Comparison showing the difference in appearance between group and point meteograms

A group meteogram can help us to understand the regional extent of the weather, pick out trends, or find hot spots for snowfall, wind, temperatures, etc. A point meteogram is going to zoom in on one specific area and give you an idea of the weather forecast for that particular area.

There are also (SNL/PT) versions of point and group meteograms that provide additional information about snow level and precipitation type. While this can be useful, the additional information sometimes makes it more difficult to see trends.

In the below example, the red lines show the freezing level and the blue line shows the expected snow line. Typically, we expect the rain-snow line to be 100 m below this line for weak precipitation and up to 300 m below during strong storms. The panels in this type of meteogram also gives you the precipitation types:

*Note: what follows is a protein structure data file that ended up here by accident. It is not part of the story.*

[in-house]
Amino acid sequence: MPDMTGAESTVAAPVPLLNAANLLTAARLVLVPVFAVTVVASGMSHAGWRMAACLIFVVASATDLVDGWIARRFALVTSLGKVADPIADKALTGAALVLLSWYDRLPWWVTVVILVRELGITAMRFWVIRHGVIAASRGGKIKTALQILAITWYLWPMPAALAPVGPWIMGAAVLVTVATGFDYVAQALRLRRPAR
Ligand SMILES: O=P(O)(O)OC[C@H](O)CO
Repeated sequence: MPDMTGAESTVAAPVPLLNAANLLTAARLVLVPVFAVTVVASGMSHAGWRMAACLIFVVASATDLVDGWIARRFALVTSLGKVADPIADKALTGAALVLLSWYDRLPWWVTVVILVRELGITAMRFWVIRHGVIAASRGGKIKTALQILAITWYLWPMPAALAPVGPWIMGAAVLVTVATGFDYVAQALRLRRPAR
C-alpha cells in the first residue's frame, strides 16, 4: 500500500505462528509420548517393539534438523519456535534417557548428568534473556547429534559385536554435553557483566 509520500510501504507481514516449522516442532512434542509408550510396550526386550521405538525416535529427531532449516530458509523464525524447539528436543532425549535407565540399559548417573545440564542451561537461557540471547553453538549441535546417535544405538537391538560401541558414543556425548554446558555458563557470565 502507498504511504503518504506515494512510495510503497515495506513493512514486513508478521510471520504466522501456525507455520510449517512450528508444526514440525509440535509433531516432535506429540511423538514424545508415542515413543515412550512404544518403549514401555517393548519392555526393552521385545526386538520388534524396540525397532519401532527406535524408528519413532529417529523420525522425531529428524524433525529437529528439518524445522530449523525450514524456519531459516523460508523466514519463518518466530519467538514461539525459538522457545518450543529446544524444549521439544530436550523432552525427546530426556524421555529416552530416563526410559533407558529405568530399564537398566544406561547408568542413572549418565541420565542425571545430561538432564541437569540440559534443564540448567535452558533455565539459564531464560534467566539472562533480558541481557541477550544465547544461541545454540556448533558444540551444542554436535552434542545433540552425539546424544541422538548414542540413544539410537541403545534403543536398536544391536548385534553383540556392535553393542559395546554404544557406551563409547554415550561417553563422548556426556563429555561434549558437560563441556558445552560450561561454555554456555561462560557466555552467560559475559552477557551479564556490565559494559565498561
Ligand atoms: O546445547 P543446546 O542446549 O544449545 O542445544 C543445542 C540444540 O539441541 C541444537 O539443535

• cvctP - convective precipitation
  • RA -rain
  • SN - snow
  • ZR - freezing rain
  • PL - ice pellets

Interpreting Meteograms

Meteogram for Vancouver Island

At first glance, this is a lot of information to process in one diagram! Let's break it down and start with the top panels.


This will tell you the location, with GPS coordinates, typical treeline elevation for that area, and the model grid point elevation. It will also give you the date and the model run.


The green shading is telling us the relative humidity at different elevations. Dark green means high relative humidity, white is low. The black lines are humidity contours. As a rough rule of thumb, 80% relative humidity means it will be cloudy, 100% means precipitation, and the white areas suggest clear skies.

Wind Barbs

The chart also tells us about expected winds. The black wind barbs show the wind speed and direction at different elevations.

Diagram showing how wind barb notation changes with wind speed

The barbs point in the direction the wind is expected to come from. You can also use the next panel down to learn about wind speeds at 2,000 m and 3,000 m elevations. The top panel is usually more accurate for learning about wind where you will be recreating though.